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tv   CBS This Morning  CBS  December 26, 2015 8:00am-10:01am EST

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. welcome to "cbs this morning saturday." a tornado rips through part of alabama in a latest of severe weather battering the south. also holiday on hold. fedex races to deliver still-delayed packages. >> more and more places are grounding hover boards. plus they have less than bun second to capture the images they have waited hours for. meet the photographer out to shoot the moon. but we begin this morning with a
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look at today's eye opener, your world in 90 seconds. >> felt like someone was clawing the tin off the house, the roof. >> another round of storms slams the southeast. >> birmingham getting hit with a tornado. >> record highs for the holiday. and weout st snow storms in the forecast. >> snow a huge problem across the pan handle of texas as well as portions of new mexico. >> president obama paid tribute to six u.s.op tros recently killed in afghanistan. >> we never take for granted what all of you do for the am picaneople. >> forced the closure of two major roads in southern california. firefighters are working to bale an uncontained fighters. >> and firefighters in australia are struggling to contain bush fires that have destroyed homes. >> fusurio that fedex didn't
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deliver packages in time for christmas. >> there is your lesson. don't procrastinate. i ill don't think aisle ever learn. >> a astronaut calling from a abovhee t earth. pretty good service. >> and that awkward moment, when you call king james a cry baby and he looks right at you. oh oh, oops. >> a full moon hasn't appeared on christmas day since 1997. >> next time we'll see it is 2034. >> do the math, right? >> "cbs this morning saturday." >> mid court, over durant. oh, merry christmas timmy butler. ♪ and welcome to the weekend, everyone. we hope your christmas was merry. we have some great guests for you this morning, including two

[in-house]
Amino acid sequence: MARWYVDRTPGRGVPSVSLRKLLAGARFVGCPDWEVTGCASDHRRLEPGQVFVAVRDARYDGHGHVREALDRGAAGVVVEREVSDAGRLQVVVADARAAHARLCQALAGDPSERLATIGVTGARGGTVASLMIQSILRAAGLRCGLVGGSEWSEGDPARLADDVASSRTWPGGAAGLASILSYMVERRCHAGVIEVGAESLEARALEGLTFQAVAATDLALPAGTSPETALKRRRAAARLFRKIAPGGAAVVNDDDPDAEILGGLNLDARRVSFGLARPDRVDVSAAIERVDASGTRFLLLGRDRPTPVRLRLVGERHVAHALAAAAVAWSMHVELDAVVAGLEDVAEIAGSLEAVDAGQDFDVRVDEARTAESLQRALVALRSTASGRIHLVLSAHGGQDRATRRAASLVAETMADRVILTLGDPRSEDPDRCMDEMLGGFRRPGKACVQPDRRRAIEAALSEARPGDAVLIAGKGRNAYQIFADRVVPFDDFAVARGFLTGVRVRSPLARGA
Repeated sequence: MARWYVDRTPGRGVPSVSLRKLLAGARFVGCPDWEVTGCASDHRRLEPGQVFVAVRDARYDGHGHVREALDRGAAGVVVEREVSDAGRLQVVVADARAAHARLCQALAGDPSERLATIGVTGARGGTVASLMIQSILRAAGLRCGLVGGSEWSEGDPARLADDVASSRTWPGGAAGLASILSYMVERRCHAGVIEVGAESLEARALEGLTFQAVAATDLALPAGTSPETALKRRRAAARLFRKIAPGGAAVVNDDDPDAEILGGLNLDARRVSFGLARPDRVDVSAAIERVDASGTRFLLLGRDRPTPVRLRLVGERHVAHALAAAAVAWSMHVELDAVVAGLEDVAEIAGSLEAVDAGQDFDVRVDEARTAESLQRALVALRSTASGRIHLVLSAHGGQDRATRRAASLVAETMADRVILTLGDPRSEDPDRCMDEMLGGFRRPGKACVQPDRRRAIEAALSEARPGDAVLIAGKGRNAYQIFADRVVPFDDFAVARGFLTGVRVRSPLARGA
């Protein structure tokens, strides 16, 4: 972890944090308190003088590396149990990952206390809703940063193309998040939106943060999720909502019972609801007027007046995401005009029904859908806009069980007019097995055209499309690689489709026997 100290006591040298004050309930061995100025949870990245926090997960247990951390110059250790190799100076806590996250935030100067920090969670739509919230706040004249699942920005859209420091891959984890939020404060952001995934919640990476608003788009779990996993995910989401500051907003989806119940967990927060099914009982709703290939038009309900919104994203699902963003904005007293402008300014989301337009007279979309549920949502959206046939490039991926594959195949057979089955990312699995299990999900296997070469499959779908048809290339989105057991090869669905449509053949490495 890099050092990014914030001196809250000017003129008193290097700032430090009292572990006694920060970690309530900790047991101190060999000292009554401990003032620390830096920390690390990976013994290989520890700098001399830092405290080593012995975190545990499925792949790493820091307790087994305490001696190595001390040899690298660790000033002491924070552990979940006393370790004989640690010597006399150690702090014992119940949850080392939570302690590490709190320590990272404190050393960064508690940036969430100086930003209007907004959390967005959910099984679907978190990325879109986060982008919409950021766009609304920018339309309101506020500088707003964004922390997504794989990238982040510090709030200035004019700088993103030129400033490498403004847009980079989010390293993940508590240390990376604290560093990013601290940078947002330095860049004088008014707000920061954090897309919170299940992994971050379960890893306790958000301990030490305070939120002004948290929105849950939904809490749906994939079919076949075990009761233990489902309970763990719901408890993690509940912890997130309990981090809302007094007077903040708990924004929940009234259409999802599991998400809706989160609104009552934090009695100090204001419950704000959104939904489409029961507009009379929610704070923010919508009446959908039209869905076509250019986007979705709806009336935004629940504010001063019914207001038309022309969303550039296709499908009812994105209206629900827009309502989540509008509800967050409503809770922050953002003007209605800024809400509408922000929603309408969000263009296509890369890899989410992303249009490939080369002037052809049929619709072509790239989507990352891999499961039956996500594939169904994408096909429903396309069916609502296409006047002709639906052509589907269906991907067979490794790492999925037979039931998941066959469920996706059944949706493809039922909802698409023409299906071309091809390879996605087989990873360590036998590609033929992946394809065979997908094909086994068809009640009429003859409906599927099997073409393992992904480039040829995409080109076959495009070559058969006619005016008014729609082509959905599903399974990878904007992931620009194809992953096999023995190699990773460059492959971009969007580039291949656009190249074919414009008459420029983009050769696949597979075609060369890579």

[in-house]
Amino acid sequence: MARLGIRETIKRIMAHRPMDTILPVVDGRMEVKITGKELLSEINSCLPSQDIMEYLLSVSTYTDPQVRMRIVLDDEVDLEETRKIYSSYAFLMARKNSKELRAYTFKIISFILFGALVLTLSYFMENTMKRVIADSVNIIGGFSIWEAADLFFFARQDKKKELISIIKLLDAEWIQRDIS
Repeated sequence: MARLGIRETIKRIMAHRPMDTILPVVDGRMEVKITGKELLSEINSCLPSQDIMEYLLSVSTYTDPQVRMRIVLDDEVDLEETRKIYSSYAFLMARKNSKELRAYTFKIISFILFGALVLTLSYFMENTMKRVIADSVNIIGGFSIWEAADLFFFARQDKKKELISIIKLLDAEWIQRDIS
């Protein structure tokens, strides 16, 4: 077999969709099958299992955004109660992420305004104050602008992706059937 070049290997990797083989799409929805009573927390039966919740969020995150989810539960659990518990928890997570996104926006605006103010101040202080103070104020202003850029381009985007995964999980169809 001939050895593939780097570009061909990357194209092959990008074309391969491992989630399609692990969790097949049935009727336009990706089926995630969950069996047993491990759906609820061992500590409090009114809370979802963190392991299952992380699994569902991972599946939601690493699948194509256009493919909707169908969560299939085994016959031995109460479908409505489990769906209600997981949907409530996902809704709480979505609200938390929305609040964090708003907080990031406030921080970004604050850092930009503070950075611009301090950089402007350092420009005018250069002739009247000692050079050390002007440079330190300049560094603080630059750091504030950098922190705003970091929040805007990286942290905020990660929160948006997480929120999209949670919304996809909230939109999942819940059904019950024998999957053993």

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of the key figures behind to controversial new film concussi concussion. we'll to to bennett omalu, the real life doctor. >> also call him the commander of commander's palestine. he's run new orleans restaurant for nearly 15 years. and he'll bring his stories from the big easy to the dish. and the members of this group called the best newcomer at this years la la plooz. they will perform ahead in our saturday session. first breaking news overnight as more severe weather batters the south. a clean up is under way in north central alabama including the city of birmingham after a tornado struck on friday. flooding is also a big problem. mimissssisissippi i stst. . lou
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were killed during christmas week. >> another storm system is moving across mississippi bringing wind, hail and winds over 40 miles per hour. >> this is bad. this is really bad. >> she came home to no sign of christmas joy. >> this is where i used to live. and it's gone. >> the house she shared with her husband, son and daughter for the past nine years is shattered among a grove of shattered degr trees. her 35-year-old son was the only one home. he's hospitalized with a broken pelvis and cuts. >> could have been worse.
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we could have been planning a funeral instead and we're not. so i'm so thankful for that. >> they searched for mementos. >> pictures of my mom. she passed away in 2010 and i would look at it every night before i go to bed. >> the wilkins' home is among hundreds destroyed by the cluster of deadly tornados. the youngest victim was trapped in a car with his mother and sister. the winds ripped him out of the vehicle. among the six who died in tennessee, three were found in a car submerged in a river. this aerial view shows the devastation of the most powerful storm. it reportedly stayed on the ground for at least 145 miles packing winds of up to 160 miles per hour. rooftops torn off, trees pulled from the earth roots and all.